“Since human beings are inherently social, our brains naturally and unconsciously mimic the moods of those around us, particularly people we spend a great deal of time with. This process is called neuronal mirroring, and it’s the basis for our ability to feel empathy…You need to be cautious about spending time with people who complain about everything. Complainers want people to join their pity party so that they can feel better about themselves.”

This is likely too rash of a solution, because we must spend time with our family, friends, and brothers and sisters in the Lord. But you can see how it’s easy to fall into the trap of complaining when others are doing it.

Instead, be thoughtful and brave! Think about the direction that a conversation is going, and then redirect it to something more positive. Start talking about specifically how God has blessed you lately, or what you heard in the sermon that really helped you.

Dr. Bradberry suggests that once you have worked on your own habit of complaining, you can help others to improve their negative focus. That seems more sensible advice, akin to taking the log out of your own eyes before trying to get the speck in someone else’s (Matt. 7:3-5). Then do for them as you would want done for you: listen for the need that is being expressed – perhaps the person complains because he feels unheard. Then don’t try to solve his problem. Instead, offer only a few words of sympathy and some encouragement. You might reframe the situation, share information that might be helpful, ask for solutions, or call it out as what it is: grumbling. Then redirect the conversation, talking about positive things.

The apostle Paul tells us to:

“Put on then, as God’s chosen ones, holy and beloved, compassionate hearts, kindness, humility, meekness, and patience, bearing with one another and, if one has a complaint against another, forgiving each other; as the Lord has forgiven you, so you also must forgive.” (Col. 3:12-13).

If someone has a legitimate complaint against us, we must apologize. If we have a complaint against them, we must be ready to forgive. If the complaint is mis-directed to us, we should encourage them to go to the appropriate party and solve the problem, not just gossip about it.

Learn to shine

If we justify complaining, instead of confessing it as sin, we will reach a point where it is our default setting. It will feel natural to do it. But we are not stuck! We have the Holy Spirit within us, whose power we can call upon when the temptation strikes us – daily – to complain. We can ask for forgiveness and start noticing our complaints or ask our family members to do so (light-heartedly, perhaps). We can ask our omnipotent Lord to help us to stop it so that we will be “the children of God without blemish in the midst of a crooked and twisted generation, among whom you shine as lights in the world.”

Sharon L. Bratcher is the author of a collection of 45 RP articles entitled: “Soup and Buns: Nourishment from God’s Word for Your Daily Struggles.” To purchase this book, contact her at [email protected].

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How to live your best life: knowing, and participating in, the greatest (true) story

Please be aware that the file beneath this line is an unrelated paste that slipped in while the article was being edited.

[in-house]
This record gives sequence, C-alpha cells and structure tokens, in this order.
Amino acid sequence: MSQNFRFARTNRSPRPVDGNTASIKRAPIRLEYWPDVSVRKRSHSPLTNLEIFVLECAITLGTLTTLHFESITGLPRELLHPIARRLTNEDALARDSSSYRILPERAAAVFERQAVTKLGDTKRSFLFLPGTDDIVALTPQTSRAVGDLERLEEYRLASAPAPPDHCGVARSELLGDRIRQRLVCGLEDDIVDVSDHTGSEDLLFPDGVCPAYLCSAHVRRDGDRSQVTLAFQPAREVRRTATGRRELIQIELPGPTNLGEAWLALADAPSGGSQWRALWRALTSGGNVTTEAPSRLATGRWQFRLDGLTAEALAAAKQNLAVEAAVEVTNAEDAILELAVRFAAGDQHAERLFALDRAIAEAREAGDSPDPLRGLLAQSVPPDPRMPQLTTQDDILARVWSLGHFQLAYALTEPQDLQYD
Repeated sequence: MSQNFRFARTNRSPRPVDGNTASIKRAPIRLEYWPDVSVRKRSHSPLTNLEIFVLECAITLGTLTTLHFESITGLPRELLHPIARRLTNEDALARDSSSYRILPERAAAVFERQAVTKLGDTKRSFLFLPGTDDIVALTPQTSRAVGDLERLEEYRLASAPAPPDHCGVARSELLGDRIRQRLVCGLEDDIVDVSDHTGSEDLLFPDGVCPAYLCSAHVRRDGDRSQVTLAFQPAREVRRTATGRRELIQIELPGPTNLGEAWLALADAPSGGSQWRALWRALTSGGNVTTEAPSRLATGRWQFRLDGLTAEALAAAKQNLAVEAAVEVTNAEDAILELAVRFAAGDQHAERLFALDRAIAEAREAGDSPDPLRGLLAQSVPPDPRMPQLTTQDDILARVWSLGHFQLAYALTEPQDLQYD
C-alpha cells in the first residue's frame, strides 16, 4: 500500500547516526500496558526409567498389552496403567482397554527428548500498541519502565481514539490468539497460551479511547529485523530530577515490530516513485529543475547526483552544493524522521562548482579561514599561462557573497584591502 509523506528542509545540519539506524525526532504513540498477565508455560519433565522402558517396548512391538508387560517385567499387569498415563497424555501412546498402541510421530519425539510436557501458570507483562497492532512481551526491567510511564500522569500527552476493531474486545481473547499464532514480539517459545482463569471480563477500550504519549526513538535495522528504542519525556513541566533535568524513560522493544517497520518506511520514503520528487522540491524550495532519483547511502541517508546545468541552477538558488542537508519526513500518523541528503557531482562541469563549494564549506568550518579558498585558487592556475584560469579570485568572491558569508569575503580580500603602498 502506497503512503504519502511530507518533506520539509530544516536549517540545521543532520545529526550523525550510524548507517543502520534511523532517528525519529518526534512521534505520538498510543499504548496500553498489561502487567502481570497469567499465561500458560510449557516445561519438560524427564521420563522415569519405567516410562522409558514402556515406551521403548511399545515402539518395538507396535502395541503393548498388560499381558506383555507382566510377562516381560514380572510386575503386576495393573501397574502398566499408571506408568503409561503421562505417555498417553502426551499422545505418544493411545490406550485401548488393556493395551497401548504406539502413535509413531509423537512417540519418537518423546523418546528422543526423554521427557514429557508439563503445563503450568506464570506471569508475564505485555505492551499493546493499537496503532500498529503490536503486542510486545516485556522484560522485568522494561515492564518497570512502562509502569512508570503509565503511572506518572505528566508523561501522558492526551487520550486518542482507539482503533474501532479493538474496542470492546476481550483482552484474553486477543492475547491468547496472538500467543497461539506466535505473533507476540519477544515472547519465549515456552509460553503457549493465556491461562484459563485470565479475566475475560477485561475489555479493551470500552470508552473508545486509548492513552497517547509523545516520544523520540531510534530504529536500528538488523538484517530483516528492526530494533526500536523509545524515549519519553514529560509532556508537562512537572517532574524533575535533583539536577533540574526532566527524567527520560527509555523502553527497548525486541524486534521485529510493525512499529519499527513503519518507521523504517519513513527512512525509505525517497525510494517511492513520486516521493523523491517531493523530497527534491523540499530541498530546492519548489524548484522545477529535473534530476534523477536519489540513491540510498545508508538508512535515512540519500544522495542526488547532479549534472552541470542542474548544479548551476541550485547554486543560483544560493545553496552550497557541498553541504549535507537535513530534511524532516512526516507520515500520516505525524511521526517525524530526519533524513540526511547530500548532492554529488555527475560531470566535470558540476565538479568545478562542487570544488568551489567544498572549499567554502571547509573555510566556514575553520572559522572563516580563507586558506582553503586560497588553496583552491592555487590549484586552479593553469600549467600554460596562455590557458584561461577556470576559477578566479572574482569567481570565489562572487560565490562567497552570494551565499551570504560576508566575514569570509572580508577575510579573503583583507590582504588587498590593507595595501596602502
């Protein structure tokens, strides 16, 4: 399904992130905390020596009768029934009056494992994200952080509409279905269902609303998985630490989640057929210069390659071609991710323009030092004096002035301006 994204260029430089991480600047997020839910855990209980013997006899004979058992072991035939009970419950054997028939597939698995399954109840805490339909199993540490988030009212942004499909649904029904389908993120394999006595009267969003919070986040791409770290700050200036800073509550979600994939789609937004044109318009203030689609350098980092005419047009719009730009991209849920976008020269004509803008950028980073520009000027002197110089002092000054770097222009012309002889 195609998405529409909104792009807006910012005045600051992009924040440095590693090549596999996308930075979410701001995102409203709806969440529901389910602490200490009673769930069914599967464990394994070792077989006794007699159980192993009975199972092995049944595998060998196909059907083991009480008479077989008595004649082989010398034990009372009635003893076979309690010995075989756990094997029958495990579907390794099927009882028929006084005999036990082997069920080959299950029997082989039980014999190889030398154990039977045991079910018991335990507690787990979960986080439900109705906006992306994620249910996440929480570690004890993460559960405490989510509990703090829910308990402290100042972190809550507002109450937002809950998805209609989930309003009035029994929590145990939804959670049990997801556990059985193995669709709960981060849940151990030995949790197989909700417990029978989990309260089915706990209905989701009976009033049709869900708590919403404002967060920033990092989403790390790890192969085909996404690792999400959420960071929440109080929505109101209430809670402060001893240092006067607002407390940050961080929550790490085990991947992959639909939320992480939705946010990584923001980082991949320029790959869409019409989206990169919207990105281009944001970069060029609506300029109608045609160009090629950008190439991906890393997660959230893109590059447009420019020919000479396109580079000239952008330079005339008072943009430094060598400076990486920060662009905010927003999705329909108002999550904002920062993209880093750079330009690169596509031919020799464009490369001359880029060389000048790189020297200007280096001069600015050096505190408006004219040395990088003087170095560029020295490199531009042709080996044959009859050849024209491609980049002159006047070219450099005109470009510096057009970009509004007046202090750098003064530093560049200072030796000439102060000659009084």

I had always felt life first as a story: and if there is a story there is a story-teller. ― G.K. Chesterton ***** There’s a phrase in popular culture – “I’m living my best life.” It captures the human desire to experience a fulfilling life. Advertising companies, film industry executives, recording artists, and popular culture teach us that the best life is one with white teeth, exciting vacations, the newest car, and living a life true to oneself. They are pitching a vision and story of how the best life can be obtained and are inviting us – enticing us – to run after the storylines they present. But there is a remarkable verse in the Bible -- one that speaks about “living our best life.”  It is a countercultural verse that offers a doorway into understanding how to truly flourish. John 10:10 tells us that Jesus Christ came “that we may have life and have it to the full.” Life to the full – our best life – we are told, is found in Jesus Christ. The “best life” that Jesus promises is a reality for followers of Jesus Christ through the eternal life He promises, and we can begin to experience it already in this life too. How can we begin to live, already now, the “life to the full” that Jesus promises? When we know, and step into, the only real and true story – the glorious story that fits with reality – that God Himself is writing. When we say that we want to “live our best life” we are saying that we want our lives to be a beautiful story filled with adventure, love, purpose, meaning, connection, and joy. What God tells us in John 10:10 is that the only story that will fulfill all those longings is our participation in the story He is writing. What is the story that God is writing? It can be divided into four broad “chapters,” with each chapter providing insights vital to the well-lived, flourishing life. The four broad chapters are: Creation Fall Redemption Restoration The following will explore each of these chapters, and their implications for the flourishing life. 1. Creation Last summer I caught a beautiful cutthroat trout while flyfishing. Knowing others would never believe I caught such a large fish without photographic proof (I’m known to be slightly enthusiastic about things), I spent a few moments taking pictures of the fish. When I put it back in the water to release it, it floated upside down and drifted deep into a large pool of water. I felt a tinge of sorrow that the fish was seemingly dying, and I felt more than a tinge of dread that I would have to wade armpit deep into the cold water to try retrieve and revive it. Thankfully, the fish spared me the frigid inconvenience when it caught a second wind, and with a flash of its tail, was gone. Fish thrive in water, but they die quickly when they are out of their element. This is similar for human beings. We only thrive when we live according to how we have been designed. Thankfully, God’s opening creation “chapter” answers many of the biggest questions of life, such as: Who are we? Why are we here? And for what purposes have we been designed? It is in understanding the God-given answers to these foundational questions that we flourish. The Bible teaches us that living in certain ways leads to death and living in other ways leads to life. As we read in Jeremiah, “For my people have committed two evils: they have forsaken me, the fountain of living waters, and hewed out cisterns for themselves, broken cisterns that can hold no water” (2:13). Elsewhere we read: “There is a way that seems right to a man, but in the end it leads to death” (Prov. 16:25). Some paths to the “best life” are empty vessels, but others are fountains of living waters. The path to life involves, in part, living according to our design. So what are we told in the creation story about our identity, design, and purpose? We are told that we are created in God’s image with dignity and worth, and we are designed to walk with God, to pursue holiness, and to seek His honor and glory above all. We are created male and female and to live within these identities as they have been assigned to us individually by God. We are created to live in community and to seek the welfare of others. We are designed to form and fill the earth and to continue the creative work of the Ultimate Creator. The creation “chapter” tells us that God created the world beautiful and good, and He created you and me in His image and with a glorious purpose.  We thrive when we live according to God’s design for us and pursue the truth, beauty, and goodness found in Him. 2. Fall The next chapter, on Man’s fall into sin, also answers some of the big questions of life. It explains why the world is not as it could be, or should be, and where the solutions to this reality are found. Unless your head is buried in the sand it is hard to miss the brokenness of this world. As Malcolm Muggeridge once noted, the depravity of man is the most empirically verifiable reality (and ironically, also one of the most intellectually resisted facts). And this brokenness is found both within and outside of us. To consider the extent of the brokenness within, reflect on how hard it is to forgive. God tells us that He forgives us so completely that He “removes our sins as far as the east is from the west” (Ps. 103:12) and yet how often do we not hold tightly to grudges. As for the brokenness outside of us, consider that historians generally agree that there has not been a single year in human history that did not contain war (which they describe as a conflict causing more than a thousand deaths). Not one solitary year in the thousands of years of human existence has been filled with universal peace. How can a person flourish when there is so much misery in the world? Simply put, the beauty of the gospel story is that it helps us understand the brokenness and put it into the context of a larger story. The Fall “chapter” gives us context because it rightly describes the problem so that we can apply the right solution. In my work as a psychologist, I have routinely observed the need to explore, in detail, the nature of the problems and issues people present to me because it is only when the precise nature of the problem is understood that an effective remedy can be applied. And this is true of any work. My son is a commercial refrigeration mechanic and the favorite aspect of the job for him is problem-solving customers’ issues – fully exploring why their refrigeration equipment is not functioning properly so that he can ensure that the solution he applies will, in fact, address the heart of the issue. In a similar way, to have the best chance of flourishing, you must understand the nature of the problems you face in your life (in your relationships, workplace, church, or family, etc.) so that you can gain proper perspective and apply appropriate solutions. The Fall chapter illustrates how sin has destroyed the shalom that God provided in the creation chapter. Sin in our hearts, and in the hearts of others, does not surprise us (and when it is a surprise it often produces traumatic effects) but it directs us to the only comfort and solution as found in Jesus Christ. We need to humble ourselves before God (and others) and seek the solutions to our brokenness (and to the brokenness around us) in Him and in His revealed Word. Only God can redeem our suffering and pain. At the same time, we can live in the hope that the brokenness in and around us is not the enduring reality of the world, and neither is the resulting pain. Goodness, beauty, and truth are the ultimate reality. 3. Redemption Recently, I was talking with another psychologist about the topic of flourishing, and he said something striking to me – “flourishing is knowing that you are always okay.” I’ve thought a lot about his comment since then and even though I do not know whether he is a practicing Christian or not, there is a great deal of truth in this statement. There is an unshakeable peace in your soul when you know that, despite your feelings of inadequacy, loneliness, uncertainty, sin, and suffering you are ultimately always okay. Without such bedrock assurance human beings are prone to anxiety, depression, and insecurity. But the redemption chapter tells us that, in Jesus Christ, you are always okay, and you are always, completely, loved. Research in psychology has demonstrated that children can only thrive when they have a secure base of attachment (called attachment theory). If children feel safe and loved, they present as calm and curious and willing to take risks and explore the world around them. But if children feel unsafe and unloved, they present as anxious, hostile, and withdrawn. Human beings need a secure attachment to flourish. The redemption “chapter” describes the rock, the foundation, the refuge, the secure attachment of our lives. In Christ we are completely safe and deeply loved. In Stumbling Towards Eternity, Josh White writes, “My Christian life did not begin to open up until I truly believed in the depth of my being that on my worst day, Jesus is crazy about me. It’s not just Jesus but the triune God who loves and who is love.” Or as Tim Keller wrote in The Meaning of Marriage: “The gospel is this: We are more sinful and flawed in ourselves than we ever dared believe, yet at the very same time we are more loved and accepted in Jesus Christ than we ever dared hope.” As Os Guinness has rightly noted, “the ultimate reality behind the universe is love” – a God that loves so deeply that He died for your sins, dear reader, and mine. When we let that reality sink deep into our hearts and minds, peace and joy enter our souls. And peace and joy are foundational to flourishing. The redemption “chapter” tells us that in Jesus Christ, we are deeply loved – and nothing can separate us from that love – “neither death nor life, nor angels nor rulers, nor things present nor things to come, nor powers, nor height nor depth, nor anything else in all creation” (Romans 8:38-39). Flourishing comes from embracing this reality, loving others as we have been loved, and living a life of thankfulness and gratitude – two practices secular psychologists have overwhelmingly demonstrated to correlate with the flourishing life. 4. Restoration Victor Frankl, a Holocaust survivor, and eminent psychologist, once famously wrote that “Those who have a 'why' to live, can bear with almost any 'how.'” But an even bigger truth is that those who know the end of the story can bear with any what. My wife is a big reader. But she has a reading habit that I have never understood. She reads the final pages of a book before she begins reading the first pages. She likes to know how things work out in the end before she immerses herself in the drama of the story. There is great comfort in knowing the end of a story during the ups and downs of the narrative. The same is infinitely truer of our own life stories. Not long ago, several people were killed in a Christian school in Nashville, Tennessee by a deranged shooter. One of the children was the daughter of a local pastor, Chad Scruggs. Just weeks before his daughter was murdered, he preached a sermon on John 11, and he focussed on the assurance found in that passage that “the middle of a hard story looks different when you know how the story ends.” That perspective must have provided him with incredible comfort in the wake of the personal tragedy he experienced. That is the beauty of the gospel. Despite what we may suffer in our lives because of the brokenness both within us, and outside of us, we know how the story ends and we do not “grieve as others do who have no hope” (1 Thess. 4:13). By God’s grace, we already know the end of the story that God is writing – God is “working to make all things new” (Rev. 21:5). The title of Daniel Nayeri’s beautiful (and funny) book, Everything Sad is Untrue, could be an alternative title to the restoration “chapter” as it conveys the power of Revelation 21:5 in supplying hope, courage, joy, and peace to our lives – even amid the most difficult circumstances. In his book, Daniel tells an account of his families’ experience of persecution in Iran, and the hardships they faced, due to his mother’s conversion to Christianity. Daniel marvels at the strength his mother displayed despite the hardships she faced, and he writes, “I don’t know how my mom was so unstoppable despite all that stuff happening. I dunno. Maybe it's anticipation. Hope. The anticipation that the God who listens in love will one day speak justice. The hope that some final fantasy will come to pass that will make everything sad untrue. Unpainful. That across rivers of sewage and blood will be a field of yellow flowers blooming. You can get lost there and still be unafraid. No one will chase you off of it. It's yours. A father who loves you planted it for you. A mother who loves you watered it. And maybe there are other people there, but they are all kind. Or better than that, they are right with each other. They treat each other right. If you have that, maybe you keep moving forward.” Knowing that “everything sad will one day be untrue,” that across the “rivers of sewage and blood will be a field of yellow flowers blooming,” that one day all injustices will be made right, every disability will evaporate, every hurt will be removed, and every tear will be wiped away (Rev. 21:4), provides a hope that will not fail. Without hope, people perish. The psychologist referenced earlier, Victor Frankl, observed that this was the case in the horror of the death camps of WWII as well. Those without hope died much sooner than those with hope. God did not leave us without the kind of hope that sustains and strengthens even in the darkest circumstances. God assures us that: “those who hope in the Lord will renew their strength. They will soar on wings like eagles; they will run and not grow weary, they will walk and not be faint.” (Is. 40:31) As J.C. Ryle has said about hope, “I am more convinced as I grow older, that to keep our eyes fixed on the second coming of Christ is the secret of Christian peace.” The flourishing life is internalizing, amid the hurts and pain we experience in this life, what we are promised in 1 Cor. 2:9: “Eye has not seen, nor ear heard, nor have entered into the heart of man the things which God has prepared for those who love Him” – “a field of yellow flowers blooming.” God is making all things new and He will restore the shalom of paradise. Even more, He invites us to participate in His beautiful work of restoration by being reconcilers and by being agents of His justice, mercy, love, truth, and goodness in all the roles and circumstances in which He places us. In Chuck Colson’s eloquent words, “In every action we take, we are doing one of two things: we are either helping to create hell on earth or helping to bring down a foretaste of heaven. We are either contributing to the broken condition of the world or participating with God in transforming the world to reflect his righteousness.” (How Now Shall We Live?) Participating in God’s work brings life to the world around you, but it also brings life to your own heart, soul, and mind. Some final words To summarize, I want to share one last important thought about finding the flourishing life in Jesus Christ. I recently listened to a woman, Gianna Jessen, who survived an abortion attempt in 1977 tell her story. She described how doctors used a saline solution to try to end her mother’s pregnancy – and her life. She endured this saline “bath” for 18 hours in the womb. But miraculously, she survived. However, because of the method of abortion used, she was born with cerebral palsy due to lack of oxygen. She made the point that often children with disabilities or deformities are aborted due to the justification that they will not have a high quality of life (or any form of the “best life”). But then she also said something that served to fundamentally enrich my understanding of the flourishing life. She said (a rough paraphrase of her words): “Do you know what it is like to live with cerebral palsy every day and struggle with every movement? It means that you must depend upon God at every moment. And do you know what it means when you must depend upon God at every moment and for every movement? It means that you become a friend of God. And do you know what it means when you are a friend of God? It means that you have the highest quality of life.” God, in His grace, has invited us to be a part of the greatest story ever told. Knowledge of, and participation in this Great Story of truth, goodness, and beauty, is the “fountain of living water” and the “life to the full.” Accept no substitutes. Instead, know this story deeply. Let it permeate your heart and mind and participate in it with all your being. Even amid brokenness, you will be able to say that you are “living your best life.” Dr. Mark W. Slomp holds a senior leadership role in a Canadian post-secondary university. He is a Registered Psychologist and is also the founder of XP Counselling, Speaking & Writing focused on the promotion of the flourishing life, and ambassadorship, in Jesus Christ. He can be reached at [email protected] for inquiries about speaking, counselling (career and personal), and writing....